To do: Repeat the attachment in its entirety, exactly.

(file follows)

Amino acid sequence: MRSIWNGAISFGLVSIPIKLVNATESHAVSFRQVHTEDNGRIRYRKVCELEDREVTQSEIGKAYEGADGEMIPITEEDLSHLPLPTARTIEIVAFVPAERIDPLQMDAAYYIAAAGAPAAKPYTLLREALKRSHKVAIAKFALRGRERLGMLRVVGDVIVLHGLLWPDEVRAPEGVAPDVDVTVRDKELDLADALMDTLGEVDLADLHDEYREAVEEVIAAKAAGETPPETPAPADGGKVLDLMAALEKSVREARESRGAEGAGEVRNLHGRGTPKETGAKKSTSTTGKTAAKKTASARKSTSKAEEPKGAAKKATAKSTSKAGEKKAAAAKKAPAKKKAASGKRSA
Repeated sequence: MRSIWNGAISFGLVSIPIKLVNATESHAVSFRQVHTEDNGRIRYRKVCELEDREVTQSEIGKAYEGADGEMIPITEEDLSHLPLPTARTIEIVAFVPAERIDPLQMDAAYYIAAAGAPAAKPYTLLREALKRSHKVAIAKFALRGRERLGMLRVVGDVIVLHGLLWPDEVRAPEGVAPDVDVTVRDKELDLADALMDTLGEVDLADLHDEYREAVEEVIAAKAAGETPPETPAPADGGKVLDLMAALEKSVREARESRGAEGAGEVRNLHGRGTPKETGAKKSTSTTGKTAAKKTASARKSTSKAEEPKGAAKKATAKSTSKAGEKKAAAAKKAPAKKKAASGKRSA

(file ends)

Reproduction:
Amino acid sequence: MRSIWNGAISFGLVSIPIKLVNATESHAVSFRQVHTEDNGRIRYRKVCELEDREVTQSEIGKAYEGADGEMIPITEEDLSHLPLPTARTIEIVAFVPAERIDPLQMDAAYYIAAAGAPAAKPYTLLREALKRSHKVAIAKFALRGRERLGMLRVVGDVIVLHGLLWPDEVRAPEGVAPDVDVTVRDKELDLADALMDTLGEVDLADLHDEYREAVEEVIAAKAAGETPPETPAPADGGKVLDLMAALEKSVREARESRGAEGAGEVRNLHGRGTPKETGAKKSTSTTGKTAAKKTASARKSTSKAEEPKGAAKKATAKSTSKAGEKKAAAAKKAPAKKKAASGKRSA
Repeated sequence: MRSIWNGAISFGLVSIPIKLVNATESHAVSFRQVHTEDNGRIRYRKVCELEDREVTQSEIGKAYEGADGEMIPITEEDLSHLPLPTARTIEIVAFVPAERIDPLQMDAAYYIAAAGAPAAKPYTLLREALKRSHKVAIAKFALRGRERLGMLRVVGDVIVLHGLLWPDEVRAPEGVAPDVDVTVRDKELDLADALMDTLGEVDLADLHDEYREAVEEVIAAKAAGETPPETPAPADGGKVLDLMAALEKSVREARESRGAEGAGEVRNLHGRGTPKETGAKKSTSTTGKTAAKKTASARKSTSKAEEPKGAAKKATAKSTSKAGEKKAAAAKKAPAKKKAASGKRSA